After 38 years in seclusion, eight famous 19th-century statues are finally leaping over the Berlin wall -- eastward.And some Germans, at least, hope they may initiate a new concept of common cultural trust to replace bitter squabbling over the inheritance of artistic treasures in a divided Germany.
The eight statues -- which have languished until now in a West Berlin canal pumphouse --are of Carrara marble and represent the development of a boy into a mature hero, companioned by the Greek deities Nike and Athena. The occasion of their return to their pedestals on the Palace Bridge (now Marx-Engels Bridge) is the 200th birthday of their creator, Karl Friedrich Schinkel, the early 19th century architect, painter, graphic artist, sculptor, furniture and stage set designer, 1830s architect-general of Prussia. He was the man who gave the Prussian capital the neoclassical look that for a century was synonymous with Berlin.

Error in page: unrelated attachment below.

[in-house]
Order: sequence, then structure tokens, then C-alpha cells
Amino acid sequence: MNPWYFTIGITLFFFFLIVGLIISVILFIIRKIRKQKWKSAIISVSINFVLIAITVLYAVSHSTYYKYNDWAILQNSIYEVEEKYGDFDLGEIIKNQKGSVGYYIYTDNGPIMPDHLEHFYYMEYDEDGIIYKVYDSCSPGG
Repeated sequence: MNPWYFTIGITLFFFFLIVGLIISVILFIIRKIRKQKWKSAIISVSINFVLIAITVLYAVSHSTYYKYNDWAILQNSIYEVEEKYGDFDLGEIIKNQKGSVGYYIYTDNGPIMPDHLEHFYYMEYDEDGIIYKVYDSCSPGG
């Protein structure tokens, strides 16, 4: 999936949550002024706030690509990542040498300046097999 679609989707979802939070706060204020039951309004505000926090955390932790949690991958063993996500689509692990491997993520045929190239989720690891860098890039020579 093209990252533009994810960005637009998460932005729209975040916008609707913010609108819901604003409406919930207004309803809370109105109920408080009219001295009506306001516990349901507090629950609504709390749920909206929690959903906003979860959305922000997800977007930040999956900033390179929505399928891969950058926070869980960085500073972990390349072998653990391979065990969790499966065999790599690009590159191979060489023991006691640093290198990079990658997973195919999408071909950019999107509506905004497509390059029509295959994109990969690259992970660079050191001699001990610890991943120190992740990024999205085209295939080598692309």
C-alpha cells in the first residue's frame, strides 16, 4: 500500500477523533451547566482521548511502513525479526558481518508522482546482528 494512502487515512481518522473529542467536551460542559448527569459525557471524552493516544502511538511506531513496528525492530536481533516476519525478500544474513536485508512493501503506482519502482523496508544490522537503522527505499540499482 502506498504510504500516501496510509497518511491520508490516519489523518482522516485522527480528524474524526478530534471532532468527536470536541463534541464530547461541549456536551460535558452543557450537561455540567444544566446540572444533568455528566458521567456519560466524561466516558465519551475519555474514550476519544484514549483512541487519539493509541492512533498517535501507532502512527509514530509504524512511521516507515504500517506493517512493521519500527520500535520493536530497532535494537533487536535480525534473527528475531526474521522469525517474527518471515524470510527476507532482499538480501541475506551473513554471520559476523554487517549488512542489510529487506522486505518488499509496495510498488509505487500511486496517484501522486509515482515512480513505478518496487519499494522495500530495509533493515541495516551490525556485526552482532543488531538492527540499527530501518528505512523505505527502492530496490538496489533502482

The donor of the statues is the city of West Berlin, on the personal decision of the new mayor, Hans-Jochen Vogel. The recipient, Mr. Vogel stresses, is every Berliner, whether from West or East.
The reinstallation of the statues on the Palace Bridge will go part way toward restoring Schinkel's original ensemble along Unter Den Linden, the tree-lined boulevard leading from the Brandenburg Gate to the Imperial Palace.
Today East Germany's new-found reverence for things Prussian should assure the bridge figures a worthy reception.
The Social Democratic West Berlin mayor's gift of the Schinkel statues to East Berlin has raised protests from opposition conservatives. They ask if this means that West Berlin will soon offer up Nefertiti, the queen who before the war resided in a museum now part of East Berlin -- and before that, was smuggled out of her native Egypt, a country that is her third claimant today.
West Berlin conservatives also fear the return of the Schinkel statues might prompt East Berlin to ask for other West Berlin treasures back: Rembrandt's "Man with a Golden Helmet," Mozart's original score of "Idomeneo," and thousands of others.
Mayor Vogel's reply to his conservative critics is that it surely is better to have the statues on display in East Berlin than hidden away in a West Berlin pumphouse .